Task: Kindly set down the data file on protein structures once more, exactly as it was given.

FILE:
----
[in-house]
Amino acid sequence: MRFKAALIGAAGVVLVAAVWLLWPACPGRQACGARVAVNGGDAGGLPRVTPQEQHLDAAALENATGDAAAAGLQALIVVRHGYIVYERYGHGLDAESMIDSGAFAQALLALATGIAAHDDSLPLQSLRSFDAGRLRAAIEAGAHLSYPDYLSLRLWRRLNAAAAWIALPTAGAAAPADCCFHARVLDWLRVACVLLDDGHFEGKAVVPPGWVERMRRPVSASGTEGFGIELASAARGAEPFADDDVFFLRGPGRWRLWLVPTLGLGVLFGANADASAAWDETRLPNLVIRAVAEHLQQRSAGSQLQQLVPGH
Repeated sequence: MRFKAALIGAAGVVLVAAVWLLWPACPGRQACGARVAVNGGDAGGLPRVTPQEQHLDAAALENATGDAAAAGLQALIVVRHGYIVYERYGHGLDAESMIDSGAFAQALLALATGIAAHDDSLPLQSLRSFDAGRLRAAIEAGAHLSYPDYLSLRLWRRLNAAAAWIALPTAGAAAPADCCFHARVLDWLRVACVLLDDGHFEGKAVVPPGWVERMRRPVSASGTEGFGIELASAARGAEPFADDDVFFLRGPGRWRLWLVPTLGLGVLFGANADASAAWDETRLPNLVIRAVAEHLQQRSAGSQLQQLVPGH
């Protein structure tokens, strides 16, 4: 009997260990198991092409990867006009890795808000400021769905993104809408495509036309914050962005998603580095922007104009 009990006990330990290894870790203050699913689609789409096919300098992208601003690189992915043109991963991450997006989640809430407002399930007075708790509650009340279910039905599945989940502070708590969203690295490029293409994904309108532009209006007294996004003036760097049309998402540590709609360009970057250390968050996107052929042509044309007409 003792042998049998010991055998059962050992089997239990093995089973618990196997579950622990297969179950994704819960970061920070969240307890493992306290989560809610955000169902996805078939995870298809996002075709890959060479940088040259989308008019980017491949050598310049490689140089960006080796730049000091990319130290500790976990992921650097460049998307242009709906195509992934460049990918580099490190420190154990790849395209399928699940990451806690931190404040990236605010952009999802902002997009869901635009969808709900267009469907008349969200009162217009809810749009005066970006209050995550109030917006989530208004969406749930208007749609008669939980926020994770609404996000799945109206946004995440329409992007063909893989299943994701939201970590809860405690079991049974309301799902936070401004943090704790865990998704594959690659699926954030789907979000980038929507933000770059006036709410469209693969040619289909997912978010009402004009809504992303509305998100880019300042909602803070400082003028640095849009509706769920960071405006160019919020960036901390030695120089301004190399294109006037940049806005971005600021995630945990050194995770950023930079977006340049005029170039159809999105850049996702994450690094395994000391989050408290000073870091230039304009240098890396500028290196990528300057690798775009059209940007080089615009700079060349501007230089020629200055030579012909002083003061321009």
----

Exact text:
[in-house]
Amino acid sequence: MRFKAALIGAAGVVLVAAVWLLWPACPGRQACGARVAVNGGDAGGLPRVTPQEQHLDAAALENATGDAAAAGLQALIVVRHGYIVYERYGHGLDAESMIDSGAFAQALLALATGIAAHDDSLPLQSLRSFDAGRLRAAIEAGAHLSYPDYLSLRLWRRLNAAAAWIALPTAGAAAPADCCFHARVLDWLRVACVLLDDGHFEGKAVVPPGWVERMRRPVSASGTEGFGIELASAARGAEPFADDDVFFLRGPGRWRLWLVPTLGLGVLFGANADASAAWDETRLPNLVIRAVAEHLQQRSAGSQLQQLVPGH
Repeated sequence: MRFKAALIGAAGVVLVAAVWLLWPACPGRQACGARVAVNGGDAGGLPRVTPQEQHLDAAALENATGDAAAAGLQALIVVRHGYIVYERYGHGLDAESMIDSGAFAQALLALATGIAAHDDSLPLQSLRSFDAGRLRAAIEAGAHLSYPDYLSLRLWRRLNAAAAWIALPTAGAAAPADCCFHARVLDWLRVACVLLDDGHFEGKAVVPPGWVERMRRPVSASGTEGFGIELASAARGAEPFADDDVFFLRGPGRWRLWLVPTLGLGVLFGANADASAAWDETRLPNLVIRAVAEHLQQRSAGSQLQQLVPGH
């Protein structure tokens, strides 16, 4: 009997260990198991092409990867006009890795808000400021769905993104809408495509036309914050962005998603580095922007104009 009990006990330990290894870790203050699913689609789409096919300098992208601003690189992915043109991963991450997006989640809430407002399930007075708790509650009340279910039905599945989940502070708590969203690295490029293409994904309108532009209006007294996004003036760097049309998402540590709609360009970057250390968050996107052929042509044309007409 003792042998049998010991055998059962050992089997239990093995089973618990196997579950622990297969179950994704819960970061920070969240307890493992306290989560809610955000169902996805078939995870298809996002075709890959060479940088040259989308008019980017491949050598310049490689140089960006080796730049000091990319130290500790976990992921650097460049998307242009709906195509992934460049990918580099490190420190154990790849395209399928699940990451806690931190404040990236605010952009999802902002997009869901635009969808709900267009469907008349969200009162217009809810749009005066970006209050995550109030917006989530208004969406749930208007749609008669939980926020994770609404996000799945109206946004995440329409992007063909893989299943994701939201970590809860405690079991049974309301799902936070401004943090704790865990998704594959690659699926954030789907979000980038929507933000770059006036709410469209693969040619289909997912978010009402004009809504992303509305998100880019300042909602803070400082003028640095849009509706769920960071405006160019919020960036901390030695120089301004190399294109006037940049806005971005600021995630945990050194995770950023930079977006340049005029170039159809999105850049996702994450690094395994000391989050408290000073870091230039304009240098890396500028290196990528300057690798775009059209940007080089615009700079060349501007230089020629200055030579012909002083003061321009």